Chugs Were the Key

A spirited relay race among 32 teams of rowers, bikers, runners, and chuggers
Caroline Cashin and her fellow endurance athletes celebrated fitness and fun at Saturday’s relay event in Montauk, which raised $13,000 for the Retreat’s children’s programs. Jack Graves

    The Paddlers for Humanity Brew­athalon, a spirited relay race among 32 teams of rowers, bikers, runners, and chuggers, played out in front of scores of spectators at the Montauk Brewing Company Saturday afternoon, beginning and ending with competitive chugs of cans of the brewery’s Summer Ale whose times were added to the teams’ point totals.

    Caroline Cashin, who oversaw the event, pointed out later that “the chugs really did matter, for the differences between the top teams were a matter of seconds.”

    Johnny Ryan, of the runner-up Ocean Rescue Squad, was the chugging champ, with a 5.28-second split. “You could put another hole in the [12-ounce] can, but only in the top, not in the side,” said Cashin. “That’s why we had them invert the can on their heads when they finished.”

    “Scott Bradley,” she added, “had the longest chug — 36 seconds. He had trouble opening a few cans. He needs to practice.”

    The event drew many top endurance athletes, among them Caroline Cashin’s husband, Ed, and Mike Bahel, both of whom recently returned from the Cape Epic in Cape Town, dubbed “The Tour de France of Mountain Biking;” Sinead FitzGibbon, who was to have run in the Boston Marathon Monday; Dan Farnham, one of the East End’s top mountain bikers; Kevin Harrington, and a pair of Brazilian triathletes from Sao Paulo, Gus Alburquerque and Ligia Nerici. The Brazilians, while late to register, finished third as she did the 5,000-meter ergometer machine row and he — unique among the participants that day — did the 10K bike and the 5K run.

    “We also had a great chugger,” Alburquerque said afterward. “A local guy . . . very experienced.”

    Garth Wakeford, a member of the Montauk Rugby team, said he had showed Nerici, who was new to it, how to use the ergometer machines.

    “She said, ‘What’s this?’ said Wakeford. He recently began machine-rowing himself, “though I’ve got a cousin, an Olympian, who does 5,000 meters [three miles] on the machine in 15 minutes.” Connor Miller, who was on Exceed Fitness’s team was the top rower, in 18:15. “Kevin Harrington and I were right behind him, neck-and-neck. He beat me by one second.”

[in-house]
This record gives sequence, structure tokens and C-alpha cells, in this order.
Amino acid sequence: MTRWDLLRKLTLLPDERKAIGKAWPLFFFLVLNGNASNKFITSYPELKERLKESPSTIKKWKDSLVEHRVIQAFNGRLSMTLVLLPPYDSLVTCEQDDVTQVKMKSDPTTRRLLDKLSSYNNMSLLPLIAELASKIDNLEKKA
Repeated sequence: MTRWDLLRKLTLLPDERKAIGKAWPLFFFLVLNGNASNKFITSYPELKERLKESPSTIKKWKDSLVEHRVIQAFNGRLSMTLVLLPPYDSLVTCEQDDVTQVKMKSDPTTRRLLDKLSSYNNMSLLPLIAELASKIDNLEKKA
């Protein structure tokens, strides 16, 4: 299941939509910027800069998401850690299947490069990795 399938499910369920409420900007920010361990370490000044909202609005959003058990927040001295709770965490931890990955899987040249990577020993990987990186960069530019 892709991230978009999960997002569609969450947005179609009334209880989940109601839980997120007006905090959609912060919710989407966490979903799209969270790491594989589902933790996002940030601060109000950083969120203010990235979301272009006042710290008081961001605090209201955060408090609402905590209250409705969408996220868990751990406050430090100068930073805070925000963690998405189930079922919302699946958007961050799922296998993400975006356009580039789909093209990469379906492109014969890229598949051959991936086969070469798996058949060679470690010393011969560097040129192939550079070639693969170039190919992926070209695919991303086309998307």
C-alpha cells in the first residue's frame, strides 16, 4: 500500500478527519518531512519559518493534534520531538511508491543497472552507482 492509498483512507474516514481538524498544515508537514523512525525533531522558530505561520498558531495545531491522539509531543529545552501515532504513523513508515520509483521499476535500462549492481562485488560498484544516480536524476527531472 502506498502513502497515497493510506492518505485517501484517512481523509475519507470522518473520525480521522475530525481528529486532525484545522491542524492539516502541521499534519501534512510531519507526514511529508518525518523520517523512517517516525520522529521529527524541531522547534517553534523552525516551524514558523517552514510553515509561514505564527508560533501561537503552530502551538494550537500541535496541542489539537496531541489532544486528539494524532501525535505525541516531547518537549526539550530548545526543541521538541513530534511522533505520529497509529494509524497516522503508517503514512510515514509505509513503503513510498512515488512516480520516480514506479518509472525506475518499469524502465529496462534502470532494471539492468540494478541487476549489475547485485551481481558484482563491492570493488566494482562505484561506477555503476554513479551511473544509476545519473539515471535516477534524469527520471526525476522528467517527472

As for Nerici, “She did great, she finished in 20-something,” said Wakeford.

    The rowing machines were positioned in ranks opposite each other up the street from the brewery. Cashin said 11 had been provided by Exceed Fitness, eight by Crossfit, five by the Sag Harbor Rowing Club, “and the rest by individuals.”

    For the raffle that came afterward, Exceed provided a rowing machine, Paddle Diva a 12-foot-6-inch standup paddleboard, and Jay McInerney, the novelist, who is trained by Ed Cashin, “a case of wine from his cellar.”

    The overall winner was Tom O’Donoghue’s Tir Na n’Og (O’Donoghue chugs, Zeke Stevens row, Dan Roberts bike, and Gambrelle Snyder run), which O’Donoghue, the founder of the very popular Katy’s Courage 5K in Sag Harbor, said meant “Forever Young” in Gaelic.

    The runner-up was Ocean Rescue (Johnny Ryan chugs, Harrington row, Bahel bike, and Julianne Duryea run).

    Exceed East, which had the day’s best rower and biker in Miller and Ed Cashin, nevertheless placed sixth over all — testimony, said Caroline Cashin, to the importance of the chug legs.

    The winning women’s team comprised Peggy Stankevich, Holly Li, Alixandra Sidor, and Rikki Furman.

    In addition to FitzGibbon, two other Brewathalon competitors — Kevin Barry and O’Donoghue — were to have run in Boston on Monday.

    FitzGibbon, who may have been Saturday’s top runner with her time of 19 minutes and 20 seconds, said she had done her first marathon, at Philadelphia last year, in 3:15. As for Boston, she said, “I’m going up to have fun — four of us are driving up together tomorrow.” Two other locals, Fiachra Hallissey and Sarah Stenn, were set to run in Boston also, she said.

    Barry, who helps Luis Morales coach East Hampton High School’s long-distance runners, and who did the bike leg for Shelter Island’s Rock Stars, said he had gone up to Boston Friday to pick up his number (a new requirement), bringing along Erik Engstrom, an East Hampton sophomore who was to win the 3,000-meter steeplechase event in 10:12 at a big invitational meet Saturday morning.

    Barry, who’s married to Ed Cashin’s sister, Cheryl, a widely-traveled health economist, provided support for Ed Cashin and Bahel at the Cape Epic. “I follow her around,” said Barry, with a smile, adding, “I’m not allowed to leave the country without a Cashin.”

    Fred Doss, who heads Paddlers for Humanity, said Monday that the event had raised $13,000, which is earmarked for the Retreat’s children’s programs.  

    The Paddlers’ next event will be the Hither Hills Half-Marathon on May 4. Its 18-mile paddleboard et cetera crossing to Block Island is slated for Aug. 9.